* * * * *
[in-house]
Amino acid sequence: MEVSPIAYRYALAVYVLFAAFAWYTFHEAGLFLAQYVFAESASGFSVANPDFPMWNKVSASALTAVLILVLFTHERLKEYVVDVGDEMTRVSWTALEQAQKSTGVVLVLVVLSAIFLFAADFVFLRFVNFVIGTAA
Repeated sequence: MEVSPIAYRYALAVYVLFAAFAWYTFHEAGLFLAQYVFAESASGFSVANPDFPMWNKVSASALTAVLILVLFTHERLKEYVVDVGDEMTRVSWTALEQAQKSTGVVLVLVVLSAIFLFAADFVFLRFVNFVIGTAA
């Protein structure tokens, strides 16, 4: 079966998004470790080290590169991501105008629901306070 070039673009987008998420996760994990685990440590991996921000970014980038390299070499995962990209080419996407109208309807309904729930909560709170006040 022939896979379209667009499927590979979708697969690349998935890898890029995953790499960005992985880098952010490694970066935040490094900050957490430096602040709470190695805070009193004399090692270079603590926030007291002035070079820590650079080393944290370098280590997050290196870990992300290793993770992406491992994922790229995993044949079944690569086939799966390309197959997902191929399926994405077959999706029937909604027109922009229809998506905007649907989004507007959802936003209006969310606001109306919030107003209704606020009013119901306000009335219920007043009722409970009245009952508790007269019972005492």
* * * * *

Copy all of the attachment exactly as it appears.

[in-house]
Amino acid sequence: MEVSPIAYRYALAVYVLFAAFAWYTFHEAGLFLAQYVFAESASGFSVANPDFPMWNKVSASALTAVLILVLFTHERLKEYVVDVGDEMTRVSWTALEQAQKSTGVVLVLVVLSAIFLFAADFVFLRFVNFVIGTAA
Repeated sequence: MEVSPIAYRYALAVYVLFAAFAWYTFHEAGLFLAQYVFAESASGFSVANPDFPMWNKVSASALTAVLILVLFTHERLKEYVVDVGDEMTRVSWTALEQAQKSTGVVLVLVVLSAIFLFAADFVFLRFVNFVIGTAA
């Protein structure tokens, strides 16, 4: 079966998004470790080290590169991501105008629901306070 070039673009987008998420996760994990685990440590991996921000970014980038390299070499995962990209080419996407109208309807309904729930909560709170006040 022939896979379209667009499927590979979708697969690349998935890898890029995953790499960005992985880098952010490694970066935040490094900050957490430096602040709470190695805070009193004399090692270079603590926030007291002035070079820590650079080393944290370098280590997050290196870990992300290793993770992406491992994922790229995993044949079944690569086939799966390309197959997902191929399926994405077959999706029937909604027109922009229809998506905007649907989004507007959802936003209006969310606001109306919030107003209704606020009013119901306000009335219920007043009722409970009245009952508790007269019972005492």